Retirement Life
23 August 2022

Essential nutrients during retirement

Many factors are at play when it comes to enjoying a long and happy retirement – staying physically active, maintaining good social connections and following our interests and hobbies. But our health is the most important factor.


And because we know that typically as we age, we’re eating less, it’s all the more critical that we choose foods rich in nutritional content. So what are the most essential nutrients for older adults?

Typically foods high in protein, fibre, and healthy fats are the most nutritious and also the most important for older people. Protein is essential for the repair and maintenance of our muscles (which helps prevent falls). In fact, older adults need more protein than their younger counterparts, according to the NZ Nutrition Foundation. Fibre is vital for a healthy digestive system, and healthy fats, such as avocado, nuts, seeds and oily fish, are important as they can help combat inflammatory diseases such as heart disease.

Calcium is another much-needed nutrient that older people tend to need more of as the body breaks down bone at a faster rate as we age.

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According to the NZ Nutrition Foundation, getting enough calcium is particularly important for post-menopausal and older women as hormonal changes mean they are at the highest risk of osteoporosis and fractures.


Also, Vitamin D, folate and Vitamin B12 all have essential roles in our health as we age.


Vitamin D helps bone health as it supports our bodies to absorb calcium from food. The best source of Vitamin D is sunlight. Common advice is to get 30 minutes of non-burning sun exposure daily. According to the NZ Nutrition Foundation, it’s difficult to get enough Vitamin D from your diet alone due to limited range of Vitamin D containing foods, however, such foods include oily fish, eggs, lean meat and yellow-top milk (as it’s fortified with Vitamin D).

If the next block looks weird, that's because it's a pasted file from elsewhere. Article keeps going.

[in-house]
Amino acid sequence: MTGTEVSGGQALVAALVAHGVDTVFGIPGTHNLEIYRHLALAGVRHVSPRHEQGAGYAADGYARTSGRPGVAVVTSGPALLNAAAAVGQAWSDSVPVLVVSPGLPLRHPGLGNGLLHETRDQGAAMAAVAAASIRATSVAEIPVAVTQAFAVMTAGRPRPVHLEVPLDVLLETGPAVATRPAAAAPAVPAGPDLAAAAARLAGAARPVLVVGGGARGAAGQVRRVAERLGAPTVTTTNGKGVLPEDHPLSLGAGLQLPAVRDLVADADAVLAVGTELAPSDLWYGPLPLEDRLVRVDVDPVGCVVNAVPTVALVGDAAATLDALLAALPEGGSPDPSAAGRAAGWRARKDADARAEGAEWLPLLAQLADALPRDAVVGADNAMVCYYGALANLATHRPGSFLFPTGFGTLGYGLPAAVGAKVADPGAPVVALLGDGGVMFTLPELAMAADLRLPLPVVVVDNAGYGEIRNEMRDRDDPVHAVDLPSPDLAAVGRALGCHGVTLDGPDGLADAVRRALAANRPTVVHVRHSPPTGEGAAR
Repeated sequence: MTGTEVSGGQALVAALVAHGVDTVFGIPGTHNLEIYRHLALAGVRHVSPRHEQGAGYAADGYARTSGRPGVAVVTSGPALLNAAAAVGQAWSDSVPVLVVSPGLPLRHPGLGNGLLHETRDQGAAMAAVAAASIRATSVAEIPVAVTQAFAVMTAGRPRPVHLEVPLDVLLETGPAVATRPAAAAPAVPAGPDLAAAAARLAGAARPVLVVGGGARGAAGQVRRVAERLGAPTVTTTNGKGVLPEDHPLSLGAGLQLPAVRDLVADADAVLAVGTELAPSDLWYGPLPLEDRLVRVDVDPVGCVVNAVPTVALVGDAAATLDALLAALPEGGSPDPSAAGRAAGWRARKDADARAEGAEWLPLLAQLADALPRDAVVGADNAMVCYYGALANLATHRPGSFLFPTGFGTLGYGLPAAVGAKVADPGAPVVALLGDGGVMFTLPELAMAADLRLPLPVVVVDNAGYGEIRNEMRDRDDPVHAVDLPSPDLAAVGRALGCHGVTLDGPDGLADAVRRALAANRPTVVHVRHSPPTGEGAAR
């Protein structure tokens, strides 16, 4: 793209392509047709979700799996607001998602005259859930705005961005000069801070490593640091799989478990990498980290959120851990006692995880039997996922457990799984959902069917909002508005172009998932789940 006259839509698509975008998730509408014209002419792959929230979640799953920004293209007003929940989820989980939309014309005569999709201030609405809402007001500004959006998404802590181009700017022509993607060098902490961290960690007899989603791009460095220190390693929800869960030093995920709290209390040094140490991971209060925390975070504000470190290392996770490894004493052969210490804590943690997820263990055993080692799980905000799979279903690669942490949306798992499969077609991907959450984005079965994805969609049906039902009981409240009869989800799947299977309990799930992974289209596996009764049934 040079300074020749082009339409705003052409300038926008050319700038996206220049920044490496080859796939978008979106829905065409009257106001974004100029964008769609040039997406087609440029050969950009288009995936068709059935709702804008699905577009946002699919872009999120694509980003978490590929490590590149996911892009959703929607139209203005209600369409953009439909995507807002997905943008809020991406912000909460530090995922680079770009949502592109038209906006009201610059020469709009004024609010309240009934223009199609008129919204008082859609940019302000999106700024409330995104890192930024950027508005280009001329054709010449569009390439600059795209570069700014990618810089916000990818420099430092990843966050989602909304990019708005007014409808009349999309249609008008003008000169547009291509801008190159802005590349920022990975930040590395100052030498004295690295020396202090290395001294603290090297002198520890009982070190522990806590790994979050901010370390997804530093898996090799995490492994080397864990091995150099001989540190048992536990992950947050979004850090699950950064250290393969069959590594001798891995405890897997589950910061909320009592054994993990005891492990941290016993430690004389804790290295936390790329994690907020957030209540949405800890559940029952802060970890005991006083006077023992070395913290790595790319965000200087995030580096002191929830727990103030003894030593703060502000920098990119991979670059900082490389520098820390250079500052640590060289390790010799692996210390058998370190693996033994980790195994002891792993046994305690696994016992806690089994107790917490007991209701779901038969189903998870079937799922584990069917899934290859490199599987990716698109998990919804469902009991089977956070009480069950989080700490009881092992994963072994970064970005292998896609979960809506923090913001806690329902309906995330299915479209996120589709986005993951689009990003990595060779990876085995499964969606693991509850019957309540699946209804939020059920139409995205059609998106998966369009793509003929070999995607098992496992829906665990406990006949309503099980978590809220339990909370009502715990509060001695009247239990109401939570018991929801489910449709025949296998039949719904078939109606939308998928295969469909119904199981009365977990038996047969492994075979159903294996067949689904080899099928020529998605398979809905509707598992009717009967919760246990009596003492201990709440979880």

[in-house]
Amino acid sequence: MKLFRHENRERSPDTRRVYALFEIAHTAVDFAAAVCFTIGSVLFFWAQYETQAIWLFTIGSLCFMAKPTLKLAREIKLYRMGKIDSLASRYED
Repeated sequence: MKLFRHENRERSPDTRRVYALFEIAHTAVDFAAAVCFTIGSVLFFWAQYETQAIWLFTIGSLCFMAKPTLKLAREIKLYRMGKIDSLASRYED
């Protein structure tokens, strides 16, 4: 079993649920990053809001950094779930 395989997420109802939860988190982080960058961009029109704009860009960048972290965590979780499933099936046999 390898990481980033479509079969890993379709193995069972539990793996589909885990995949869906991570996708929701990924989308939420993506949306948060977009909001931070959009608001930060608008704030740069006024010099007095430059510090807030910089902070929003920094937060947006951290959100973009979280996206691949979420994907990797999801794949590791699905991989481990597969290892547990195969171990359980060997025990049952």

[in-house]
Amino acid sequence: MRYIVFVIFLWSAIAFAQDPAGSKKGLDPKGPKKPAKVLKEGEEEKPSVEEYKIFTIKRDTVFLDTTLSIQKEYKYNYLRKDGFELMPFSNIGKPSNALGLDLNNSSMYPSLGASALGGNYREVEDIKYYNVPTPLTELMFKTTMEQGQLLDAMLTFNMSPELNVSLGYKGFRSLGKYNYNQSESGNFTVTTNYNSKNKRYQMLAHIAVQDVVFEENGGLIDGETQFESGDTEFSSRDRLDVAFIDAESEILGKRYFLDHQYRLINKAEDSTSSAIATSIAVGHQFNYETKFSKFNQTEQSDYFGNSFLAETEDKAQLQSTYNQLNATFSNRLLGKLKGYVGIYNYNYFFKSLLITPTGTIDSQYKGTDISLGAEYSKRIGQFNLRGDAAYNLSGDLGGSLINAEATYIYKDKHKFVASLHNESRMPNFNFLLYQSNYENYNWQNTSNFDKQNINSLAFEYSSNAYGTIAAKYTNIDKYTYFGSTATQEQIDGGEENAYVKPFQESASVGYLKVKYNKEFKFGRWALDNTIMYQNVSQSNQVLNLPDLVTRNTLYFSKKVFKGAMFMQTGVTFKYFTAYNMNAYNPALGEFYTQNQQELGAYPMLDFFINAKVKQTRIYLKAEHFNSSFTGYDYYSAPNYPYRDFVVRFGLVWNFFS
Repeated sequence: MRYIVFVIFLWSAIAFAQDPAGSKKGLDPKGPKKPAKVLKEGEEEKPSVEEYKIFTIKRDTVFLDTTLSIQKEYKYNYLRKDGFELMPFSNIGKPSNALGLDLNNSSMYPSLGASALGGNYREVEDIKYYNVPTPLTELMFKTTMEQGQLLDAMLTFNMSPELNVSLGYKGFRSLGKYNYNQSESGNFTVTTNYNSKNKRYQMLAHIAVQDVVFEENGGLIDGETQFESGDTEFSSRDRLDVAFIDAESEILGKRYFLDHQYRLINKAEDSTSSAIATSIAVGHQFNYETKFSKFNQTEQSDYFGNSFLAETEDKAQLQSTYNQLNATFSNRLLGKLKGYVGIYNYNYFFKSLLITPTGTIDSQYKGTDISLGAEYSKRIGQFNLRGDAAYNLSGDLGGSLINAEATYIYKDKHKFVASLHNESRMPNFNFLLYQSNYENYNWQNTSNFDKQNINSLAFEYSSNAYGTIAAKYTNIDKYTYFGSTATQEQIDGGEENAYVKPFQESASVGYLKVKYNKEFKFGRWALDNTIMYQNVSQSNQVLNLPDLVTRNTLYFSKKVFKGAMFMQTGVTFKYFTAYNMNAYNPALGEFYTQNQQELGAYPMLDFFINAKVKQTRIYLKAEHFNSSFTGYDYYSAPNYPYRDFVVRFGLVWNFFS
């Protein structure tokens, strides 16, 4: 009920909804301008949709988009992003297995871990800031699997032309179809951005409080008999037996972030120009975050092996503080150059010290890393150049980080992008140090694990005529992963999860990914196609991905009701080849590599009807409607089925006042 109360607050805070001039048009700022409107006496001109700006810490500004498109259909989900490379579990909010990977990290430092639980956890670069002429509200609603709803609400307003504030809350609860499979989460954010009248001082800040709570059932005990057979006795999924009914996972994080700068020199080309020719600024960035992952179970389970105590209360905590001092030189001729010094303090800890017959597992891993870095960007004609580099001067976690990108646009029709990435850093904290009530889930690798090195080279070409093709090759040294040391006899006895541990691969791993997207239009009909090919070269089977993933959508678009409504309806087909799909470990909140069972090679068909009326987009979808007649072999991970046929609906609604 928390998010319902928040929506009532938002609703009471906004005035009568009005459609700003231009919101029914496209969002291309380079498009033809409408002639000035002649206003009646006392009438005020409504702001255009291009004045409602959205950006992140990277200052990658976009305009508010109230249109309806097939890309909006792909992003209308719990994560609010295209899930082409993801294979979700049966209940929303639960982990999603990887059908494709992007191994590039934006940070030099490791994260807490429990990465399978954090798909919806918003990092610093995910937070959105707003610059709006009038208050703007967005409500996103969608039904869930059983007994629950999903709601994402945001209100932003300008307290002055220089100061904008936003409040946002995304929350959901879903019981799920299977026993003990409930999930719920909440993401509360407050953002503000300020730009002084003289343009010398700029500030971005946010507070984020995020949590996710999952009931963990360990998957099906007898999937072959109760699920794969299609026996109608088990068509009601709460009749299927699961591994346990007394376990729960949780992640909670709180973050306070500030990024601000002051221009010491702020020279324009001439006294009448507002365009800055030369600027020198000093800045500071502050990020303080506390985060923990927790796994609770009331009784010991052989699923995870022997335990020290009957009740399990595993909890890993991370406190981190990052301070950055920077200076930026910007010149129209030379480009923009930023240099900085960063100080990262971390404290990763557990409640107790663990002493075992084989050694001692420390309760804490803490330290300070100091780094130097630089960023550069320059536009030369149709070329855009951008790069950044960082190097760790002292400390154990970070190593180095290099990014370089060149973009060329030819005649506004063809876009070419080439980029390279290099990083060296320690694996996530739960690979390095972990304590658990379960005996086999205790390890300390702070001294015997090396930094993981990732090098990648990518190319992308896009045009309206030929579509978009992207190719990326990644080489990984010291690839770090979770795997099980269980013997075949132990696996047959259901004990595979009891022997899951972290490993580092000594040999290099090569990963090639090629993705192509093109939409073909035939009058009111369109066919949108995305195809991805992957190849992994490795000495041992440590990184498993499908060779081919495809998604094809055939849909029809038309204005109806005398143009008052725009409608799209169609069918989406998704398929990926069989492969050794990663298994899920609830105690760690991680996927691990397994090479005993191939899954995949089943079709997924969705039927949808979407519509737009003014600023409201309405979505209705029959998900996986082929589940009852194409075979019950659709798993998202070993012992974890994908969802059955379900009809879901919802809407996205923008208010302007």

Folate is thought to help reduce the risk of illnesses such as heart disease and even some cancers, so look for plenty of whole-grain bread and cereals, dark-coloured vegetables, fruit and legumes when you go to the supermarket. For instance, many foods have folate added in now, like bread and orange juice, so look out for those.


Vitamin B12 is needed for normal blood and brain function, and as we get older, our ability to absorb B12 from food decreases – so it’s definitely one to watch out for.


The majority of our vitamin B12 comes from animal foods, such as meat, eggs and dairy foods or vitamin B12 fortified foods. So if you avoid animal foods, it is generally recommended to take a B12 supplement.


The key to getting enough of these nutrients in your diet is to make healthy choices a habit. Stick to a schedule of eating three balanced meals per day, and healthy snacks if required. Keeping hydrated is also crucial to good health.

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If you think you might be going short of any nutrients, or want to avoid eating any specific foods, ask your doctor, registered nutritionist or dietitian for advice. Or for more information, go to


This article is for informational purposes only and should not be considered medical advice.

Photo of Kathy Catton
Written by:

Kathy Catton

Kathy Catton is a freelance writer and editor, based on the Banks Peninsula. She is an experienced feature writer, magazine editor and copywriter. Quick to grasp the crux of any story and tell it in plain English, Kathy enjoys bringing stories to readers that surprise and delight.

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